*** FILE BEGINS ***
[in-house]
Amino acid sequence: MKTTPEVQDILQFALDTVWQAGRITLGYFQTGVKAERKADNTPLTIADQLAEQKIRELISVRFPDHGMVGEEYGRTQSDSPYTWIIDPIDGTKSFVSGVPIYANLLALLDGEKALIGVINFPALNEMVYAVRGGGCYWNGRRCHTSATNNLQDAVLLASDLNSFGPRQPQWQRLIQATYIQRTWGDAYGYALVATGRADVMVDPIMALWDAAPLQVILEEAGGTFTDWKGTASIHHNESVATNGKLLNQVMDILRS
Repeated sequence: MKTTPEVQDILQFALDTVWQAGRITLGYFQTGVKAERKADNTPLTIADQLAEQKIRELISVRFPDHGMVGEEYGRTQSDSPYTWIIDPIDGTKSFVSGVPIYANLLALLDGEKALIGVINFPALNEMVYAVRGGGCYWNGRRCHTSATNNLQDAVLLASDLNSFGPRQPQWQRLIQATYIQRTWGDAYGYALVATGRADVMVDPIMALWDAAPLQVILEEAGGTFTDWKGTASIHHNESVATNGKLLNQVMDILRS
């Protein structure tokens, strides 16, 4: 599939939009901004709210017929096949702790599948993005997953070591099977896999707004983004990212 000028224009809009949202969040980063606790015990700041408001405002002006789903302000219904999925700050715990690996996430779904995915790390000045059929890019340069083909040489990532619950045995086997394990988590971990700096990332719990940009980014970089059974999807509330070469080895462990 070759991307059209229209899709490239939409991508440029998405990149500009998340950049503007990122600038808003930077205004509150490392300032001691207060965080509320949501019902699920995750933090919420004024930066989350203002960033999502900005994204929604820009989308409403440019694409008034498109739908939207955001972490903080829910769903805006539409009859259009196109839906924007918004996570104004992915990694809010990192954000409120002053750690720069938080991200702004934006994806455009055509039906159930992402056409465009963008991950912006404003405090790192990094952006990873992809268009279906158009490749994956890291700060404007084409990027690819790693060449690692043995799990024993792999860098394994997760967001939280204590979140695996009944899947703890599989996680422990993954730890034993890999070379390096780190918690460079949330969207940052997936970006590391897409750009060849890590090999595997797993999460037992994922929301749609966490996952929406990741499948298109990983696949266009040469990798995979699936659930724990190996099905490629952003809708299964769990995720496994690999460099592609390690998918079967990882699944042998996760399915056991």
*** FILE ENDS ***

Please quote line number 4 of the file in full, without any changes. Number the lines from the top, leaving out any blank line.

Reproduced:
């Protein structure tokens, strides 16, 4: 599939939009901004709210017929096949702790599948993005997953070591099977896999707004983004990212 000028224009809009949202969040980063606790015990700041408001405002002006789903302000219904999925700050715990690996996430779904995915790390000045059929890019340069083909040489990532619950045995086997394990988590971990700096990332719990940009980014970089059974999807509330070469080895462990 070759991307059209229209899709490239939409991508440029998405990149500009998340950049503007990122600038808003930077205004509150490392300032001691207060965080509320949501019902699920995750933090919420004024930066989350203002960033999502900005994204929604820009989308409403440019694409008034498109739908939207955001972490903080829910769903805006539409009859259009196109839906924007918004996570104004992915990694809010990192954000409120002053750690720069938080991200702004934006994806455009055509039906159930992402056409465009963008991950912006404003405090790192990094952006990873992809268009279906158009490749994956890291700060404007084409990027690819790693060449690692043995799990024993792999860098394994997760967001939280204590979140695996009944899947703890599989996680422990993954730890034993890999070379390096780190918690460079949330969207940052997936970006590391897409750009060849890590090999595997797993999460037992994922929301749609966490996952929406990741499948298109990983696949266009040469990798995979699936659930724990190996099905490629952003809708299964769990995720496994690999460099592609390690998918079967990882699944042998996760399915056991």